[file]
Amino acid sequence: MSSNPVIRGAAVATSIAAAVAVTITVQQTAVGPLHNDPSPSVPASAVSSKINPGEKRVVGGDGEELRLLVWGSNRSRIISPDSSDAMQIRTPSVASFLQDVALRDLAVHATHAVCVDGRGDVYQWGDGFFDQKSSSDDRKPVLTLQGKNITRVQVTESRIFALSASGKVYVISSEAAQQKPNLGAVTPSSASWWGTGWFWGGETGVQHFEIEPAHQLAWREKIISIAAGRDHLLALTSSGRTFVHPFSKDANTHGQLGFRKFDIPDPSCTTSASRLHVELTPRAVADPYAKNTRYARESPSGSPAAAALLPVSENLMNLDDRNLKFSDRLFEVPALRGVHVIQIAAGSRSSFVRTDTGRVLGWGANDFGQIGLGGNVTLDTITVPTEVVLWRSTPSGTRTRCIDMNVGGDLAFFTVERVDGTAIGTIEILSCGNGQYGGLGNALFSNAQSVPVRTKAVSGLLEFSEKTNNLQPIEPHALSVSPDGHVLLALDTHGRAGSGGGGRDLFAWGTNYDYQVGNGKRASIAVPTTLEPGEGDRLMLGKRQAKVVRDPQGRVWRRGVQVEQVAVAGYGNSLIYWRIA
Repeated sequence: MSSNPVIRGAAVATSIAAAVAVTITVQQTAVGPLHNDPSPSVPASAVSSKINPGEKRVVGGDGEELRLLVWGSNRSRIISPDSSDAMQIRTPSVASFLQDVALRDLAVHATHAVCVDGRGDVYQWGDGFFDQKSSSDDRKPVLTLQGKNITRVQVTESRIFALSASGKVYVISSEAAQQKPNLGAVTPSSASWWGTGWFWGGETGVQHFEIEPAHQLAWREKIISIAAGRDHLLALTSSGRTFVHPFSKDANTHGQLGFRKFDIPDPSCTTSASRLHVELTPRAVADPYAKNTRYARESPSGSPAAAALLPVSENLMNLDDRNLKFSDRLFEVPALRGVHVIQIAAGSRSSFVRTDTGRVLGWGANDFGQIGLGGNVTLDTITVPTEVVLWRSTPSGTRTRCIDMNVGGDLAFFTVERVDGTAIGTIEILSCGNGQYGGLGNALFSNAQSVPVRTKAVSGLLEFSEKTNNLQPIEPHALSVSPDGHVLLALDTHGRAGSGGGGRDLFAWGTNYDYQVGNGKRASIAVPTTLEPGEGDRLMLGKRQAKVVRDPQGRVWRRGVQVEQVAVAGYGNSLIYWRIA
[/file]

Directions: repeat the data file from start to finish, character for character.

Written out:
Amino acid sequence: MSSNPVIRGAAVATSIAAAVAVTITVQQTAVGPLHNDPSPSVPASAVSSKINPGEKRVVGGDGEELRLLVWGSNRSRIISPDSSDAMQIRTPSVASFLQDVALRDLAVHATHAVCVDGRGDVYQWGDGFFDQKSSSDDRKPVLTLQGKNITRVQVTESRIFALSASGKVYVISSEAAQQKPNLGAVTPSSASWWGTGWFWGGETGVQHFEIEPAHQLAWREKIISIAAGRDHLLALTSSGRTFVHPFSKDANTHGQLGFRKFDIPDPSCTTSASRLHVELTPRAVADPYAKNTRYARESPSGSPAAAALLPVSENLMNLDDRNLKFSDRLFEVPALRGVHVIQIAAGSRSSFVRTDTGRVLGWGANDFGQIGLGGNVTLDTITVPTEVVLWRSTPSGTRTRCIDMNVGGDLAFFTVERVDGTAIGTIEILSCGNGQYGGLGNALFSNAQSVPVRTKAVSGLLEFSEKTNNLQPIEPHALSVSPDGHVLLALDTHGRAGSGGGGRDLFAWGTNYDYQVGNGKRASIAVPTTLEPGEGDRLMLGKRQAKVVRDPQGRVWRRGVQVEQVAVAGYGNSLIYWRIA
Repeated sequence: MSSNPVIRGAAVATSIAAAVAVTITVQQTAVGPLHNDPSPSVPASAVSSKINPGEKRVVGGDGEELRLLVWGSNRSRIISPDSSDAMQIRTPSVASFLQDVALRDLAVHATHAVCVDGRGDVYQWGDGFFDQKSSSDDRKPVLTLQGKNITRVQVTESRIFALSASGKVYVISSEAAQQKPNLGAVTPSSASWWGTGWFWGGETGVQHFEIEPAHQLAWREKIISIAAGRDHLLALTSSGRTFVHPFSKDANTHGQLGFRKFDIPDPSCTTSASRLHVELTPRAVADPYAKNTRYARESPSGSPAAAALLPVSENLMNLDDRNLKFSDRLFEVPALRGVHVIQIAAGSRSSFVRTDTGRVLGWGANDFGQIGLGGNVTLDTITVPTEVVLWRSTPSGTRTRCIDMNVGGDLAFFTVERVDGTAIGTIEILSCGNGQYGGLGNALFSNAQSVPVRTKAVSGLLEFSEKTNNLQPIEPHALSVSPDGHVLLALDTHGRAGSGGGGRDLFAWGTNYDYQVGNGKRASIAVPTTLEPGEGDRLMLGKRQAKVVRDPQGRVWRRGVQVEQVAVAGYGNSLIYWRIA